Many of the school partnerships in the first phase of Learning Away focused on the potential that residential learning had to impact on staff.
These partnerships were aiming for staff to use residentials as a vehicle to learn and then incorporate varied approaches to teaching and learning into their classroom practice. In particular, schools were looking for staff to increase learning outside the classroom and other practical activities back in school, because of their success in engaging students on residentials.
In pre-residential surveys, staff themselves identified that they wanted residentials to help them further develop their understanding of their students, both as learners and more generally as people.
There were also two other outcomes concerning staff, which hadn’t necessarily been an initial focus of the school partnerships but came through strongly in the evaluation of Learning Away: opportunities for professional development, and staff relationships.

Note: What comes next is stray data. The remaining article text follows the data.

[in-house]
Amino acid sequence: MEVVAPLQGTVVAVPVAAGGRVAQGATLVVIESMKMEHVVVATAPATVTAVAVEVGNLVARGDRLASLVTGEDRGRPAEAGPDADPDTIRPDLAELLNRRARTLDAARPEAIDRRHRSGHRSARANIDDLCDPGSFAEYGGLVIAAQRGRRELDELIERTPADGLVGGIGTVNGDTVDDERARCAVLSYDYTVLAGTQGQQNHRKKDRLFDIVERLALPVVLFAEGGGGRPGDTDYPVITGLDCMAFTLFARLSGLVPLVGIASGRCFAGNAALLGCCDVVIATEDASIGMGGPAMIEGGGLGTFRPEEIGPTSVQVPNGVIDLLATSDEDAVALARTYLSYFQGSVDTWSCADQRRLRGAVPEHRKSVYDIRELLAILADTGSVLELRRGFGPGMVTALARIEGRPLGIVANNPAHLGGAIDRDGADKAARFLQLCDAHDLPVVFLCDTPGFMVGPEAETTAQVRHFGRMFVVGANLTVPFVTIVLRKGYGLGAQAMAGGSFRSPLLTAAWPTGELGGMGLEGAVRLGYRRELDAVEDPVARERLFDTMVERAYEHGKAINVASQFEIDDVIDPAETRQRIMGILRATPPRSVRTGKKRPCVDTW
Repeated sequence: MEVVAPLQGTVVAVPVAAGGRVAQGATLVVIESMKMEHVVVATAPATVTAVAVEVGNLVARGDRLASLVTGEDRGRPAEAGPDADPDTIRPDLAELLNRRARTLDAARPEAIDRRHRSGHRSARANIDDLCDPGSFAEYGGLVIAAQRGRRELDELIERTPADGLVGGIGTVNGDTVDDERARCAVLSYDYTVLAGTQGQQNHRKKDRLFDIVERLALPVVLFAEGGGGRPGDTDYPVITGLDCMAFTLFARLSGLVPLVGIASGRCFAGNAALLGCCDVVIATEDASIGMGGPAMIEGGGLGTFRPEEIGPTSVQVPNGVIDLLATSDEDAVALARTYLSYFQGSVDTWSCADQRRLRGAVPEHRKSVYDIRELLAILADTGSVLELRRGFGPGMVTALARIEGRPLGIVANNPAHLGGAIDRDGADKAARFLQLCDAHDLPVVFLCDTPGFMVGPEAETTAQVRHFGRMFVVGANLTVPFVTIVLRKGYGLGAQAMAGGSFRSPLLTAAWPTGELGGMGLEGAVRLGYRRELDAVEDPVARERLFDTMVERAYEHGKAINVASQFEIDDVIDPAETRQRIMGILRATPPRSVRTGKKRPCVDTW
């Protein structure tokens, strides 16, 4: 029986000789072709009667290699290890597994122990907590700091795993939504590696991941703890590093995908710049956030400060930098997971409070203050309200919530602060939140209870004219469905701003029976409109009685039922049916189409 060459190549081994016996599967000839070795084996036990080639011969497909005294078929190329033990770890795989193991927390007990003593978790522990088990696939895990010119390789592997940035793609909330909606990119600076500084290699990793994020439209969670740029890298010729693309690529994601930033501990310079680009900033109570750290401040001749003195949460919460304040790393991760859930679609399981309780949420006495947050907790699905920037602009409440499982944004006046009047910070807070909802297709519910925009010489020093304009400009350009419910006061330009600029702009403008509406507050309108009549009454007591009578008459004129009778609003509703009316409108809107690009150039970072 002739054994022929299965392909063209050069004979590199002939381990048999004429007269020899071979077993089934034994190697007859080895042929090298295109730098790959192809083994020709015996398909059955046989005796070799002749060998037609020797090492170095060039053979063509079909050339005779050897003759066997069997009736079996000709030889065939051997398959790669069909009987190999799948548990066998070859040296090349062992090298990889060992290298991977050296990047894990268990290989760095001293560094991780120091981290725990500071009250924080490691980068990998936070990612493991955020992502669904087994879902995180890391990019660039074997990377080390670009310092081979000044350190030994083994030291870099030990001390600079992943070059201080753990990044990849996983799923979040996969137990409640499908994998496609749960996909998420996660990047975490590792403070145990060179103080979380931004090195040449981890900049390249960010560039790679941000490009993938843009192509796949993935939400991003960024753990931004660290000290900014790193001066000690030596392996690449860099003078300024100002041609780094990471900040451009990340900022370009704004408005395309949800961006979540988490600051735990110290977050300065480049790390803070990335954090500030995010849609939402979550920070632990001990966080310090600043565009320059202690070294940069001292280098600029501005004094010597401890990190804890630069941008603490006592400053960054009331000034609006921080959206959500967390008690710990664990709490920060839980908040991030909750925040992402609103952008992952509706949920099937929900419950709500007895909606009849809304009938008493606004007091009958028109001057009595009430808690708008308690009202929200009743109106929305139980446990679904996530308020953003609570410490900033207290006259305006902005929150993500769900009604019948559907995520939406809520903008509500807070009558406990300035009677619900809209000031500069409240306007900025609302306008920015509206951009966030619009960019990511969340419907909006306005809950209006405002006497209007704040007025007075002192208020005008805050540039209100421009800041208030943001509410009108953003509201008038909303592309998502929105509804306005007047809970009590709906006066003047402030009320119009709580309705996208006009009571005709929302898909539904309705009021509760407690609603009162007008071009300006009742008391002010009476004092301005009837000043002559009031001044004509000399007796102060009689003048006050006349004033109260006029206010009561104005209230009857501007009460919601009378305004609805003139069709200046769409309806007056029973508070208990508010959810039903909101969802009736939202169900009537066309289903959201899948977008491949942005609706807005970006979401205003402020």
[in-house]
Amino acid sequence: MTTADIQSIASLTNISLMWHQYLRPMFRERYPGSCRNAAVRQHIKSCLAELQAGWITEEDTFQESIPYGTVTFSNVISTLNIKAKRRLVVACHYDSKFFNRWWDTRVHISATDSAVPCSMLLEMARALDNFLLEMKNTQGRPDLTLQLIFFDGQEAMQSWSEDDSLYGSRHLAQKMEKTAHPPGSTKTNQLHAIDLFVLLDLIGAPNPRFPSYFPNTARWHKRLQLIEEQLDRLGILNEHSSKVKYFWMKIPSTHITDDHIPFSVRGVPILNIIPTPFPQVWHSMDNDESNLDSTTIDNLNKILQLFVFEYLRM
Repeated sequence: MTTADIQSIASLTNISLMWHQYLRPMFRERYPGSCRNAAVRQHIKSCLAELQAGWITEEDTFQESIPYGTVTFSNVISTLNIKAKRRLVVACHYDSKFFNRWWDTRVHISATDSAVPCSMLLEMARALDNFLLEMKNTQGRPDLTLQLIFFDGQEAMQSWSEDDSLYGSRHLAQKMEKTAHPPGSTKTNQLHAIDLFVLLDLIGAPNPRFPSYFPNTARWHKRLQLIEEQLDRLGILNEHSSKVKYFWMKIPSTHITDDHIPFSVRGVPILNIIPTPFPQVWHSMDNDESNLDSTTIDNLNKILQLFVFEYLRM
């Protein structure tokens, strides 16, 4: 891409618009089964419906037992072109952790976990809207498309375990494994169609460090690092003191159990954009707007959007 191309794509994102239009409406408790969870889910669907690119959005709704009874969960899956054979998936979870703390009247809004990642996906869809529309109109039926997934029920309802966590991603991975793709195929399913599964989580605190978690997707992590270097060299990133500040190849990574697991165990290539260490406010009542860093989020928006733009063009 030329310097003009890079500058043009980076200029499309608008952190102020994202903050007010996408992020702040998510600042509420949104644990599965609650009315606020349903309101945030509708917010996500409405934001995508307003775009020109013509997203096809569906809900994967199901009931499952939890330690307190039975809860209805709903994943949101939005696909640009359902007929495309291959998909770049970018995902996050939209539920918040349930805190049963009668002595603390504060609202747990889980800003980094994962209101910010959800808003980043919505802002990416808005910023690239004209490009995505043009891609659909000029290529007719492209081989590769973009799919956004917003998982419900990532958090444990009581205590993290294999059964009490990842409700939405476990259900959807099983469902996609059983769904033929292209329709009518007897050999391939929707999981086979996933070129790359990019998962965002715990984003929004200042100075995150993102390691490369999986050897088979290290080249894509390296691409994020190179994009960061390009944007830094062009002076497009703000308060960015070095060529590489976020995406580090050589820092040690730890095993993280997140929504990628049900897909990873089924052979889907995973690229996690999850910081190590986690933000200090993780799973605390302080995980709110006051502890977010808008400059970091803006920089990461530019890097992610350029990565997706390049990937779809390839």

Watch this filmed interview with Tony McDaid, the former headteacher at Calderglen High School, where he describes the impact of the school’s Learning Away residentials on the staff at his school.
This section of the website explores each of these areas in more details: click on the following headings to find out more.
Have a look at our theory about how change happens on brilliant residentials.
Read our recommendations for schools, providers, policy makers and researchers.
Read our independent evaluation report.